Letters of Intent and Term Sheets
The important principles of letters of intent and term sheets are not dissimilar to the standards you learned in high school. Both letters of intent and term sheets are essentially outlines of a contract that is yet to be drafted by the parties. They provide the most important parts of the agreement between the parties in much the same way that an outline of a research paper provided you with a guide to your final paper.
What are Letters of Intent and Term Sheets?
Letters of intent and term sheets are very similar. Both documents outline an agreement that two or more parties expect to make. A letter of intent, as the name implies, is written in the form of a letter whereas a term sheet is more often a list of the important parts of the anticipated contract or agreement.
Generally, letters of intent and term sheets are used for one of a few purposes including:
- To clarify complex terms that will later be included in a contract;
- To provide notice that the parties are officially negotiating with one another; or
- To provide certain safeguards in case the negotiating parties do not end up entering a contract.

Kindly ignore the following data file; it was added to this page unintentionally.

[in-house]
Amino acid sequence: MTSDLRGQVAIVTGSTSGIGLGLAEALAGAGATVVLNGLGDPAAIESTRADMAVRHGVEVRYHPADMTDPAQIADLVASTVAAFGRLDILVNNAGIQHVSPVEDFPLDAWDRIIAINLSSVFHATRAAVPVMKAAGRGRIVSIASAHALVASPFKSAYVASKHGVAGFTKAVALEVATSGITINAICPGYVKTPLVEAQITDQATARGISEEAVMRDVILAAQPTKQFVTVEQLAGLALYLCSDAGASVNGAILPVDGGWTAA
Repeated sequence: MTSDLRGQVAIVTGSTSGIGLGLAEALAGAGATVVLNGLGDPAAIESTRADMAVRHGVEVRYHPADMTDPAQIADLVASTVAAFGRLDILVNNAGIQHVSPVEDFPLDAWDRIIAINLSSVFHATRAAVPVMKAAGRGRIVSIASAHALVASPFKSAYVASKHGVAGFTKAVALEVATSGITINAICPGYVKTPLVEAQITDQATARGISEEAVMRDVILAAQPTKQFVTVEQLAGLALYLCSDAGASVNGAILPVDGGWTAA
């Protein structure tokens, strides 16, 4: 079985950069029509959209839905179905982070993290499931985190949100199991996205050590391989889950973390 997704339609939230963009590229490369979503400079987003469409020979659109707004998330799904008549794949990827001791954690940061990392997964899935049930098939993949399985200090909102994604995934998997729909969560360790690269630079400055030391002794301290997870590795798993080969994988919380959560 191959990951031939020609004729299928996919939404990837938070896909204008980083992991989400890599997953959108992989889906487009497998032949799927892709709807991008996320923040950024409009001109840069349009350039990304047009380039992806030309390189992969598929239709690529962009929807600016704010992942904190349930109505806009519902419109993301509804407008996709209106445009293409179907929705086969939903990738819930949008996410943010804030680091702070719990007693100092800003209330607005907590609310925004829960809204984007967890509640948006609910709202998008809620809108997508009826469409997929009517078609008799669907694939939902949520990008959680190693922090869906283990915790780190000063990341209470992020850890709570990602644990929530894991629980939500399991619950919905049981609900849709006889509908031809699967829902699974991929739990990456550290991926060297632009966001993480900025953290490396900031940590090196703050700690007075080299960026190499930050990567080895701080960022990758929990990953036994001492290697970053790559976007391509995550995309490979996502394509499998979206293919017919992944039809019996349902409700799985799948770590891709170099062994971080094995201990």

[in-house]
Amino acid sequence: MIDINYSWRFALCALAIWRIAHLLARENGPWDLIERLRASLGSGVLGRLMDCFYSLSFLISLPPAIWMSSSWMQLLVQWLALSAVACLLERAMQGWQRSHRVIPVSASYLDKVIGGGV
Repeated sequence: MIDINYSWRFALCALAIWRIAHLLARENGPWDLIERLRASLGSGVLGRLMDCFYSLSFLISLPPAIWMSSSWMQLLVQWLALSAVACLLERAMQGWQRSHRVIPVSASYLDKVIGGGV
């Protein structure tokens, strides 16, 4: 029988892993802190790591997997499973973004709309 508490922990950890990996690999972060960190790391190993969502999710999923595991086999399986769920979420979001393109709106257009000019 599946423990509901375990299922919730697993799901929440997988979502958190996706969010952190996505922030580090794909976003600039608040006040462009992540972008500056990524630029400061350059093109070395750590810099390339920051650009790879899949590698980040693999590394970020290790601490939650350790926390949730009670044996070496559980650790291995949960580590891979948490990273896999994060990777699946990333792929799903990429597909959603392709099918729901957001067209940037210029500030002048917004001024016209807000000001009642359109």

Often, business letters of intent are used when one party intends to acquire another party, when two or more parties intend to merge or when two or more parties intend to embark on a joint venture. Forms are available online to draft letters of intent and term sheets and these documents do not usually require formal execution in the presence of witnesses.
Since letters of intent and term sheets are, by definition, written before a formal and binding contract has been executed, many of the elements included in the letter of intent or term sheet are not binding on the parties. The terms that explain what the parties anticipate agreeing to or hope to achieve are not binding, for example. However, terms that relate to the negotiations themselves are usually binding and one party may sue another and recover damages if those terms are breached.
The legally binding terms may include:
· non-disclosure agreements to prevent parties from sharing confidential information with third parties;
· a covenant to negotiate in good faith; and
· exclusive rights to negotiate that prevent parties from negotiating with other parties while they are negotiating with each other.
What Happens After Letters of Intent and Term Sheets Have Been Written?
After a letter of intent or term sheet has been written, the parties still have a lot of work to do. A contract must still be negotiated and properly executed in accordance with state law in order for the agreement of the parties to be binding. Letters of intent and term sheets are not substitutes for contracts. Letters of intent and terms sheets provide the benefit of providing clarity to mutual understandings in the often complex world of business negotiations but it is important to remember that they are limited in that they do not fully reflect enforceable agreements between the parties.